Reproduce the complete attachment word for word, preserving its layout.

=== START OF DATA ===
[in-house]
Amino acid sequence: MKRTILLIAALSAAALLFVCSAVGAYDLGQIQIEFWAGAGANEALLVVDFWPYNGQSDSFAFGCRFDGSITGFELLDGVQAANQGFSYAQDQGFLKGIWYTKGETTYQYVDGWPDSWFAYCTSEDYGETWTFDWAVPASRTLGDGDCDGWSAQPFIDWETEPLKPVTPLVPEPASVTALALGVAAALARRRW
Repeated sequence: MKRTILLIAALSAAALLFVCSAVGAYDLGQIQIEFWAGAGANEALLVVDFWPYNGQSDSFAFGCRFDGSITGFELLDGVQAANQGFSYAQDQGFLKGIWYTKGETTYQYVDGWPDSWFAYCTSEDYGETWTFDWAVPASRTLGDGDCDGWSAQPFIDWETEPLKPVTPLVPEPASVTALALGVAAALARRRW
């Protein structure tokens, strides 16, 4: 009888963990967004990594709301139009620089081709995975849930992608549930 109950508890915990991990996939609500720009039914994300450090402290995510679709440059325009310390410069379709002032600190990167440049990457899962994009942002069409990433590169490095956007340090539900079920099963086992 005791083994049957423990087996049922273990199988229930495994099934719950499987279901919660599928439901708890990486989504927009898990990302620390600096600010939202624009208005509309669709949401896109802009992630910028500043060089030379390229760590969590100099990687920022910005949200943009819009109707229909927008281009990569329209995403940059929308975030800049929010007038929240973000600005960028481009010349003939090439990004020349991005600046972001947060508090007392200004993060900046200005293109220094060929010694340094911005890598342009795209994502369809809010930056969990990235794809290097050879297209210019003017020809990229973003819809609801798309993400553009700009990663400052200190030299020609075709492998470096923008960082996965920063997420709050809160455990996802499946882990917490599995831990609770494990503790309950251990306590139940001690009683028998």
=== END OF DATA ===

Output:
[in-house]
Amino acid sequence: MKRTILLIAALSAAALLFVCSAVGAYDLGQIQIEFWAGAGANEALLVVDFWPYNGQSDSFAFGCRFDGSITGFELLDGVQAANQGFSYAQDQGFLKGIWYTKGETTYQYVDGWPDSWFAYCTSEDYGETWTFDWAVPASRTLGDGDCDGWSAQPFIDWETEPLKPVTPLVPEPASVTALALGVAAALARRRW
Repeated sequence: MKRTILLIAALSAAALLFVCSAVGAYDLGQIQIEFWAGAGANEALLVVDFWPYNGQSDSFAFGCRFDGSITGFELLDGVQAANQGFSYAQDQGFLKGIWYTKGETTYQYVDGWPDSWFAYCTSEDYGETWTFDWAVPASRTLGDGDCDGWSAQPFIDWETEPLKPVTPLVPEPASVTALALGVAAALARRRW
């Protein structure tokens, strides 16, 4: 009888963990967004990594709301139009620089081709995975849930992608549930 109950508890915990991990996939609500720009039914994300450090402290995510679709440059325009310390410069379709002032600190990167440049990457899962994009942002069409990433590169490095956007340090539900079920099963086992 005791083994049957423990087996049922273990199988229930495994099934719950499987279901919660599928439901708890990486989504927009898990990302620390600096600010939202624009208005509309669709949401896109802009992630910028500043060089030379390229760590969590100099990687920022910005949200943009819009109707229909927008281009990569329209995403940059929308975030800049929010007038929240973000600005960028481009010349003939090439990004020349991005600046972001947060508090007392200004993060900046200005293109220094060929010694340094911005890598342009795209994502369809809010930056969990990235794809290097050879297209210019003017020809990229973003819809609801798309993400553009700009990663400052200190030299020609075709492998470096923008960082996965920063997420709050809160455990996802499946882990917490599995831990609770494990503790309950251990306590139940001690009683028998």